I did the math and figured out that I cut almost 80% of fat calories and 40% of the carbs in the gravy. DH did remark on the difference. "Wow, honey, this is way better than my mom's!"
There is indeed justice in the world, for at that moment, his mom called on the phone. She inquired what he wanted for his birthday. I swelled with joy when he told her that I made him biscuits and gravy…but shuddered as he added "….but they're not as greasy as yours, Mom…and it tastes SO good!"
Now, to this day, I adamantly state that I did NOT deliberately set out to insult my mother-in-law. I did not mean to 'take' from her, this special dish my husband enjoys, that she makes for him, and purposefully change it to hack her off. Nor did I intentionally set out to play the one-up-manship game with her when I made it remotely healthy.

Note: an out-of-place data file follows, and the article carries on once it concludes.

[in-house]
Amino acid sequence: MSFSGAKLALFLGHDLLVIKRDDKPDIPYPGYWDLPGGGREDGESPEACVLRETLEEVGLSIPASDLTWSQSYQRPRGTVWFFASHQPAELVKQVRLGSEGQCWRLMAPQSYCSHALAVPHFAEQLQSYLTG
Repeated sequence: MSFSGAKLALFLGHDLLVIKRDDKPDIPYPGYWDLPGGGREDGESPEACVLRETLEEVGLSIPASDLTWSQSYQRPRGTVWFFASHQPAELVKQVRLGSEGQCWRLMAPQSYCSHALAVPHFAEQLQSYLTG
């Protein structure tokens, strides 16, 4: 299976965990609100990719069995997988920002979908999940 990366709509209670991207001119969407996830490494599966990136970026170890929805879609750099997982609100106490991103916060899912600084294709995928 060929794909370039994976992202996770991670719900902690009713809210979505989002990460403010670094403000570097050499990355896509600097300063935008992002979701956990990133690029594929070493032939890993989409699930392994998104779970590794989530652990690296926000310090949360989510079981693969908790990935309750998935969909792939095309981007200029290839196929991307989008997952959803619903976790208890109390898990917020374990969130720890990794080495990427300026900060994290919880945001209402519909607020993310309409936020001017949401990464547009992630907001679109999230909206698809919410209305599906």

I saw a favorite dish of my husband's that could be considerably lightened and did it…surprisingly well, I thought. Now I feel better about feeding it to my diabetic husband. By the way, the apple pie he requested for desert was lo-carb as well. No one could tell. He enjoyed every bite.
However, I did learn, that somehow green salads, green beans, carrots, or plain veggies, just aren't usually paired with biscuits and gravy. Evidently it is a stand-alone meal. No veggies or fruit or anything. Oh well…I tried to add a healthy touch.